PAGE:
Take your class out to the ball game |

**Wiffleball**

__Name:__**7-12 (Pre-Algebra, Statistics skills)**

__Suggested Grade Level:__**Theoretical vs. Experimental Probability, Fractions, Data Collection**

__Math Concepts:__**Sports, Games, Awesome Fun Stuff**

__Interdisciplinary Connections:__**2-3 Days (can be modified)**

__Teaching Duration:__**$5 for a 11 Page PDF (1 project, 2 assignments and all game essentials)**

__Cost:__**Wiffleball @ TPT**

__PDF Version:__**Students build their teams to compete for a championship. Bracket style tourney optional and included!**

__The Product:__Game on, homie. |

Combine together three juggernaut hobbies into one colossal 21st Century Math Project

__.__Sports. Gaming. Mathematical Swagg. While there are plenty of class activities to teach the difference between theoretical versus experimental probability, I had to lob in my own crazy attempt.
In this 21st Century Math Project students will plays a series of Wiffleball games (6 players on a team and 4 inning games to keep things shorter) where they will keep track of statistics using a baseball/softball inspired scorebook and after the game crunch the number to see if their players performed up to their theoretical expectations. How does experimental probability match up? Students will find out together.

Did someone say drunk?... Hey, you wanna use my spinners?! |

In 7

^{th}Grade, my math teacher (he may have been drunk or a genius) pulled out Strat-O-Matic baseball, a card game with every MLB team, a 60 sided die and told us to go at it. Of course we loved it. While I was 12 years old, I certainly do not remember doing any actual math. The much older version of me says, what a missed opportunity! Why can’t we do both?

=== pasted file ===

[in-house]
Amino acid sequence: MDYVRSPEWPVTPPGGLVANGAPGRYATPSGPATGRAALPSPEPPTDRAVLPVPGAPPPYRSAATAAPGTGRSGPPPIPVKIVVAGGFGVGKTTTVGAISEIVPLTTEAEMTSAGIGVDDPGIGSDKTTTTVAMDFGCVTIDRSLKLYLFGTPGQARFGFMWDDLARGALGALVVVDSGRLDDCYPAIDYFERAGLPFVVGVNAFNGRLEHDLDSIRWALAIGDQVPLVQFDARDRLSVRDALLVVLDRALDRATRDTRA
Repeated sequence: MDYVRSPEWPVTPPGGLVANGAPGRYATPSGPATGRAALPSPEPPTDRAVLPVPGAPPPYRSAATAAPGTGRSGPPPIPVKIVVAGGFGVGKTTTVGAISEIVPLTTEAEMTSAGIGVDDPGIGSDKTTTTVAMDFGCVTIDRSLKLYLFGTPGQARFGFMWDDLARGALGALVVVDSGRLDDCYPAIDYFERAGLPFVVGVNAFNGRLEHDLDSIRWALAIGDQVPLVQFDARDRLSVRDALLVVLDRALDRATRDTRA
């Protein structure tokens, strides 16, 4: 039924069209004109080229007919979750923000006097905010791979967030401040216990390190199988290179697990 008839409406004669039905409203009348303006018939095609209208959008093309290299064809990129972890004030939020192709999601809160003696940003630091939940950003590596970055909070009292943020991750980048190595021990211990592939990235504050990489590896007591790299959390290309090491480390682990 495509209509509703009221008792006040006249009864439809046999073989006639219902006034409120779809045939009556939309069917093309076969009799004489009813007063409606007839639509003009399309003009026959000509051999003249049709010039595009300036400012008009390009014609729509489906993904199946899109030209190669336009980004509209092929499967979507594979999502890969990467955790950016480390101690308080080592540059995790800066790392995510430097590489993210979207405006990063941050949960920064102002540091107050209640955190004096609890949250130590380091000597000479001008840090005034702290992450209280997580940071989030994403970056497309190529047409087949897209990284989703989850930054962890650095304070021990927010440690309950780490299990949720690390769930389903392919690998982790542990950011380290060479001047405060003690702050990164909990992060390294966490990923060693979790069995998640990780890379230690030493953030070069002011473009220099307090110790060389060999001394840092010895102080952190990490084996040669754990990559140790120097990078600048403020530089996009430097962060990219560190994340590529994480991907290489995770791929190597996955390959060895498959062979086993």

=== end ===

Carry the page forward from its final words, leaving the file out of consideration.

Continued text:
In my trial runs with this project (during student lunches since this content hasn’t quite come up), students keep coming back for more. Nothing like having to kick your students out of your room because they are doing too much math! Now, I discovered keeping the scorebook was difficult at first. If you have any experience with baseball or softball this will probably be an easy thing to teach. I have simplified the game to have three outcomes. Homeruns, singles and outs.

EXTENSION: Perhaps a few students want to get together to create a league and play a season worth of games during lunch! It can happen.

Sometimes 21st Century Math Project

__s__can get a little too intense. Students will get emotional. Some might cry. It’s all part of the design. But seriously make sure students don’t cry.